More Scandals For Swanson: Staffers Speak Out On Politicized Office Culture

Image Credit: Office of the Attorney General

ST. PAUL, Minn. – A new report alleges Minnesota Attorney General Lori Swanson used state employees for campaign work, giving raises and promotions to staffers who supported her politically.

Rachel Cohen at The Intercept published a lengthy exposé Monday, detailing accounts from eight former and current employees of Swanson’s office who describe a politicized culture designed to promote Swanson’s political aspirations.

Cohen interviewed staffers who said they felt “pressured” to conduct campaign activities, believing raises and promotions were dependent on their political support for Swanson.

“The lawyers and other staffers in the attorney general’s office interviewed for this article said they felt pressured to carry out tasks like stuffing envelopes for the benefit of the campaign and scheduling campaign events, sometimes during the workday. They said they felt their promotions and pay raises were based partly on participation in political campaigns,” Cohen wrote.

While state employees are permitted to volunteer on political campaigns, Minnesota law prohibits the “use official authority or influence to compel an employee” to take part in any political activity.

A spokesperson for Swanson’s campaign told The Intercept that the allegations are “categorically false” and follow-up questions were denied unless The Intercept would reveal the names of the employees that came forward. Most of the staffers who spoke with The Intercept requested anonymity for fear of retaliation from Swanson.

“Five employees told The Intercept that they believed that advancement in the attorney general’s office was partly tied to participation in political events on Swanson’s behalf, though she never explicitly stated this,” Cohen wrote. “According to these accounts, supporting Swanson politically yielded professional rewards, including promotions and pay raises. One source described other benefits, such as tickets to sporting events.”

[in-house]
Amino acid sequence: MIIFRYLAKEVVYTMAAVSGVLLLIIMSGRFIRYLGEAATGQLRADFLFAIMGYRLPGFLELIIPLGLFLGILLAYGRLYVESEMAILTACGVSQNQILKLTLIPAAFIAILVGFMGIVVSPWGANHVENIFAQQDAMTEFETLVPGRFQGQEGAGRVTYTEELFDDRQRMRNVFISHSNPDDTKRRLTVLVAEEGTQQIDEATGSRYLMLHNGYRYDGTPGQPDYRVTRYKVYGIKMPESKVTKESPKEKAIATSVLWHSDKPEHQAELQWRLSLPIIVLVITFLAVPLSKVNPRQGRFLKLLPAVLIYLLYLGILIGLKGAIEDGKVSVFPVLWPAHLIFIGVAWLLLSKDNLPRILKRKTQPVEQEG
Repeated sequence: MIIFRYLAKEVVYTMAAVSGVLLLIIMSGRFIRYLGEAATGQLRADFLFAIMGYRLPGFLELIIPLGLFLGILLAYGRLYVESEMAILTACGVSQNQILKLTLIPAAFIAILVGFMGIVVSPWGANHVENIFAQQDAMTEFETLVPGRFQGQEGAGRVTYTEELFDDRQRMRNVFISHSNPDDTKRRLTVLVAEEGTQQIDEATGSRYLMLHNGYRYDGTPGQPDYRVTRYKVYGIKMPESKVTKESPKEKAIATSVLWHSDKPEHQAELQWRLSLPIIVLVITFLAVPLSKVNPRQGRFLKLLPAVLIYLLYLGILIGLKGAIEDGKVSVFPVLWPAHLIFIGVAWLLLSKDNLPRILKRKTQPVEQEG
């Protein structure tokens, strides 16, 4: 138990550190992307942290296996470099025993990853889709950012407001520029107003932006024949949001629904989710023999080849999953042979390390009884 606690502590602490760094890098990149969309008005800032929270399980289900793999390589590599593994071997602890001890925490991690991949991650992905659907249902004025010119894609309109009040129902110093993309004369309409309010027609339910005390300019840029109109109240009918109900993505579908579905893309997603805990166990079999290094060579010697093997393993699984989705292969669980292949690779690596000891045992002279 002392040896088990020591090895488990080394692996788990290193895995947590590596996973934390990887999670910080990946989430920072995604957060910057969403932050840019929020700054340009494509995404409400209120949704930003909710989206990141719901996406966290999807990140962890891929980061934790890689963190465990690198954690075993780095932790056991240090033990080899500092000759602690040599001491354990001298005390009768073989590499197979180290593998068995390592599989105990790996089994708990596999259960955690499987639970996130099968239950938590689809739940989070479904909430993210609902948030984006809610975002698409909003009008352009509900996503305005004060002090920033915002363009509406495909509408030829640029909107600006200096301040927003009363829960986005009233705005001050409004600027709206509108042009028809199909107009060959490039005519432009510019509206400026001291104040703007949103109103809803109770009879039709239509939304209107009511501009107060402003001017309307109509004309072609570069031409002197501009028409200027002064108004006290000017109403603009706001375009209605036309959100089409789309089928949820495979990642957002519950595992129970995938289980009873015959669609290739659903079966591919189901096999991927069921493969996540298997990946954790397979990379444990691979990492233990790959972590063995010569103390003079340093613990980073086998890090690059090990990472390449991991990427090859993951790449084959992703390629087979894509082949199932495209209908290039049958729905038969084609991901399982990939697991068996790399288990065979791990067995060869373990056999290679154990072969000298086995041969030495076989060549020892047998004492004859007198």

Cohen reports state payroll data corroborates the claims, with “seven employees identified to The Intercept as politically tied to Swanson receiving high salaries, and, sometimes, substantial raises in short periods.”

Another red flag reported by Cohen is the surprising lack of spending on campaign staff. Despite reporting nearly $470,000 in campaign expenditures, Swanson had no reported payroll or employee expenses.

The bombshell report comes amid other scandals for Swanson. Last month, Swanson’s running mate U.S. Rep. Rick Nolan came under fire for his handling of a former staffer accused of sexually assaulting young female staffers. Liberal groups called for Swanson to part ways with Nolan, but Swanson stood by her running mate, claiming her Democratic opponents were trying to exploit the matter. Swanson has also been criticized for her handling of the Somali daycare fraud that could be funneling over $100 million a year to terrorist organizations overseas.

Christine Bauman
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